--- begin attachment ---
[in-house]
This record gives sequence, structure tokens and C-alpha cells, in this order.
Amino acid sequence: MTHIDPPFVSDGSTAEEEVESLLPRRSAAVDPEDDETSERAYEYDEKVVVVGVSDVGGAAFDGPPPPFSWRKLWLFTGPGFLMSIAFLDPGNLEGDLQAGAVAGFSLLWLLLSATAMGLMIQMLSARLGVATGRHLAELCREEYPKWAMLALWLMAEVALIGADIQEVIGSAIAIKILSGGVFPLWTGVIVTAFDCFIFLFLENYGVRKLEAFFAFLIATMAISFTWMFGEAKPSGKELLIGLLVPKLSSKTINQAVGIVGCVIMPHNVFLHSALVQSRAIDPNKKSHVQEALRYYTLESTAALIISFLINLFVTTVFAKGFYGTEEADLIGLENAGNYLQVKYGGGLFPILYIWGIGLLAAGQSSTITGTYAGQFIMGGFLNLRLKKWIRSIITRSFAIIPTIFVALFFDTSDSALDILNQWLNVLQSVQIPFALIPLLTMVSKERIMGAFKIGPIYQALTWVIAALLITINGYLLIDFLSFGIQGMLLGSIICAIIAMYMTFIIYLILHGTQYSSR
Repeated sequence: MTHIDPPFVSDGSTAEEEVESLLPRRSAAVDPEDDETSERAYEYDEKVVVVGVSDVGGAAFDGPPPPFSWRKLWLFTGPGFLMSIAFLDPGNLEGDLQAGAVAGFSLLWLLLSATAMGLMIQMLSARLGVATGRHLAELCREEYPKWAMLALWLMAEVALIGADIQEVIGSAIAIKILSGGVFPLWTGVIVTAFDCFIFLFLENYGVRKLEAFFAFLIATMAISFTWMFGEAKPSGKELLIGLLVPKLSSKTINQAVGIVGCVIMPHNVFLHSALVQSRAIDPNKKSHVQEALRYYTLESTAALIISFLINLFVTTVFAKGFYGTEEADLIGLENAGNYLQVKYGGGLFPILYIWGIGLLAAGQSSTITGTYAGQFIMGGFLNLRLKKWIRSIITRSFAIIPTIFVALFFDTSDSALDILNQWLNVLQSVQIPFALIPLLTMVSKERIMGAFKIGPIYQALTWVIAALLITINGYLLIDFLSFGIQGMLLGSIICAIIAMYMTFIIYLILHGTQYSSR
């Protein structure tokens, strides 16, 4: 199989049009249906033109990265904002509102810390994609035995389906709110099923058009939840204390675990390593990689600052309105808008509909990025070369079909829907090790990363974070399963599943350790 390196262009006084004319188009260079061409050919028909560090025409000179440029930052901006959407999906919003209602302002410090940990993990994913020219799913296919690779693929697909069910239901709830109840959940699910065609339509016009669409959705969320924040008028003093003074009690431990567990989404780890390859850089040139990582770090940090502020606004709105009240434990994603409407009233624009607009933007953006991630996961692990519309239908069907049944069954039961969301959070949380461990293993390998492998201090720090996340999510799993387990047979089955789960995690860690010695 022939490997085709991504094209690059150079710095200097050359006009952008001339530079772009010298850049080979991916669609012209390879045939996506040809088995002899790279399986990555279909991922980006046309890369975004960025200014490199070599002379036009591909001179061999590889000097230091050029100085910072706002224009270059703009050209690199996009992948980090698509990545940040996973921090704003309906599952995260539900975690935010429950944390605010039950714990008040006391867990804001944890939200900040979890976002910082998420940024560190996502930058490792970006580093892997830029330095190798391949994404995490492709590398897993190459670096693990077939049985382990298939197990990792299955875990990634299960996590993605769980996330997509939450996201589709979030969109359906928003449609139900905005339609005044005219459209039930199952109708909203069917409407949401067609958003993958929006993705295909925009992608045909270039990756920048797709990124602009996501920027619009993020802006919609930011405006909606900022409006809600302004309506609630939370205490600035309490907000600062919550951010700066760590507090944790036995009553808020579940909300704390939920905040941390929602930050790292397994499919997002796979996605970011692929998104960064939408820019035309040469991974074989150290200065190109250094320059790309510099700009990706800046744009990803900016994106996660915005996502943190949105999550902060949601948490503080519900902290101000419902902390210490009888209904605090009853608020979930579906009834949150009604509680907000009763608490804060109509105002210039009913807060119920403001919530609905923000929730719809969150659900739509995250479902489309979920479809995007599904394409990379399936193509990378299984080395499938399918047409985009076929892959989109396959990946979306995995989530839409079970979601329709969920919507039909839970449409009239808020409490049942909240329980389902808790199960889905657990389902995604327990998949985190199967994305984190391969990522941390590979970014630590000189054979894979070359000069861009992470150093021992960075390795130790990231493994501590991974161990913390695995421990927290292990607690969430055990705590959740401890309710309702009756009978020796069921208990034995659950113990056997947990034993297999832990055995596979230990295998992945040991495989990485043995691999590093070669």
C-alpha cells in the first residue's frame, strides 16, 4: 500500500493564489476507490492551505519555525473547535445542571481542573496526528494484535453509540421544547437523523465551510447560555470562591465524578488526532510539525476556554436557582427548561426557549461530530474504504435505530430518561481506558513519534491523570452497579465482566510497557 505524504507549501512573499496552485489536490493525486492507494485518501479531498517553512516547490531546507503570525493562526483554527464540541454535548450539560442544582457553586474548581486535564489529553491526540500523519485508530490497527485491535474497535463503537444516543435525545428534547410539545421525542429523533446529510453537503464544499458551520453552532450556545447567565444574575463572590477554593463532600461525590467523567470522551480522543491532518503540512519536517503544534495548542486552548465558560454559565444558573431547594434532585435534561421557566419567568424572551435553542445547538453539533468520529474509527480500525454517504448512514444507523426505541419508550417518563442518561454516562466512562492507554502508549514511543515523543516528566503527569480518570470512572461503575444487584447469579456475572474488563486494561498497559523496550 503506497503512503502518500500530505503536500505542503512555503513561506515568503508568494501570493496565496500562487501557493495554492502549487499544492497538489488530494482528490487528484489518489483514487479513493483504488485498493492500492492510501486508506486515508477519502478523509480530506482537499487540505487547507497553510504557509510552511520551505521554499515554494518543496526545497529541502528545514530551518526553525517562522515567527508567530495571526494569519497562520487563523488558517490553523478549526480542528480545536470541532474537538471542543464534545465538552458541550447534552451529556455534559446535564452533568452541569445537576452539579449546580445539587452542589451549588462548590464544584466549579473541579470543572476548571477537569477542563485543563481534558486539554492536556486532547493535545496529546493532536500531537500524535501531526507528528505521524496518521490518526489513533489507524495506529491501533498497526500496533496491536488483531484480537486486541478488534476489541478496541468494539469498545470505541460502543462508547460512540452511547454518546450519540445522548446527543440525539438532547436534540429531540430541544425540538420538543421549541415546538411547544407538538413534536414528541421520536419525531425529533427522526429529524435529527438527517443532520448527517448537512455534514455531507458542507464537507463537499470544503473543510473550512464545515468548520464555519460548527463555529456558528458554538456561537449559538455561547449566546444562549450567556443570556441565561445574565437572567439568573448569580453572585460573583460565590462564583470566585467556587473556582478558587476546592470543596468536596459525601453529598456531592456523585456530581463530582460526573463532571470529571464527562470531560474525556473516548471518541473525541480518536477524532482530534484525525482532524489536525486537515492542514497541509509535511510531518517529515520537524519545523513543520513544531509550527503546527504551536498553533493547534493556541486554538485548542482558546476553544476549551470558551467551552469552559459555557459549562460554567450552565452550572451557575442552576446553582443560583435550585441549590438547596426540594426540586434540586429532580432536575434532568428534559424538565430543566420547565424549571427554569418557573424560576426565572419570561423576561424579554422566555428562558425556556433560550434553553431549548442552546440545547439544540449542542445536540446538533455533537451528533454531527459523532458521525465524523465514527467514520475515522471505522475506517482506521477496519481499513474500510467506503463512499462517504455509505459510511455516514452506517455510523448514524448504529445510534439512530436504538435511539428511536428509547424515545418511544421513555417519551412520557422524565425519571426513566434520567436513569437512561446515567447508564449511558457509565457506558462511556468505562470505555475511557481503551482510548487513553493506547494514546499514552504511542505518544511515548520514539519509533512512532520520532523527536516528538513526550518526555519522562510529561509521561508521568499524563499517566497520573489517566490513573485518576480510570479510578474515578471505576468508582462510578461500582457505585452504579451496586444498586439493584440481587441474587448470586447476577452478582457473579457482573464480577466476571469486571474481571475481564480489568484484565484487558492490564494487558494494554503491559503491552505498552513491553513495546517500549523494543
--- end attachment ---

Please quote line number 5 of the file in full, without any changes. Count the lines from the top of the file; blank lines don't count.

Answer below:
């Protein structure tokens, strides 16, 4: 199989049009249906033109990265904002509102810390994609035995389906709110099923058009939840204390675990390593990689600052309105808008509909990025070369079909829907090790990363974070399963599943350790 390196262009006084004319188009260079061409050919028909560090025409000179440029930052901006959407999906919003209602302002410090940990993990994913020219799913296919690779693929697909069910239901709830109840959940699910065609339509016009669409959705969320924040008028003093003074009690431990567990989404780890390859850089040139990582770090940090502020606004709105009240434990994603409407009233624009607009933007953006991630996961692990519309239908069907049944069954039961969301959070949380461990293993390998492998201090720090996340999510799993387990047979089955789960995690860690010695 022939490997085709991504094209690059150079710095200097050359006009952008001339530079772009010298850049080979991916669609012209390879045939996506040809088995002899790279399986990555279909991922980006046309890369975004960025200014490199070599002379036009591909001179061999590889000097230091050029100085910072706002224009270059703009050209690199996009992948980090698509990545940040996973921090704003309906599952995260539900975690935010429950944390605010039950714990008040006391867990804001944890939200900040979890976002910082998420940024560190996502930058490792970006580093892997830029330095190798391949994404995490492709590398897993190459670096693990077939049985382990298939197990990792299955875990990634299960996590993605769980996330997509939450996201589709979030969109359906928003449609139900905005339609005044005219459209039930199952109708909203069917409407949401067609958003993958929006993705295909925009992608045909270039990756920048797709990124602009996501920027619009993020802006919609930011405006909606900022409006809600302004309506609630939370205490600035309490907000600062919550951010700066760590507090944790036995009553808020579940909300704390939920905040941390929602930050790292397994499919997002796979996605970011692929998104960064939408820019035309040469991974074989150290200065190109250094320059790309510099700009990706800046744009990803900016994106996660915005996502943190949105999550902060949601948490503080519900902290101000419902902390210490009888209904605090009853608020979930579906009834949150009604509680907000009763608490804060109509105002210039009913807060119920403001919530609905923000929730719809969150659900739509995250479902489309979920479809995007599904394409990379399936193509990378299984080395499938399918047409985009076929892959989109396959990946979306995995989530839409079970979601329709969920919507039909839970449409009239808020409490049942909240329980389902808790199960889905657990389902995604327990998949985190199967994305984190391969990522941390590979970014630590000189054979894979070359000069861009992470150093021992960075390795130790990231493994501590991974161990913390695995421990927290292990607690969430055990705590959740401890309710309702009756009978020796069921208990034995659950113990056997947990034993297999832990055995596979230990295998992945040991495989990485043995691999590093070669």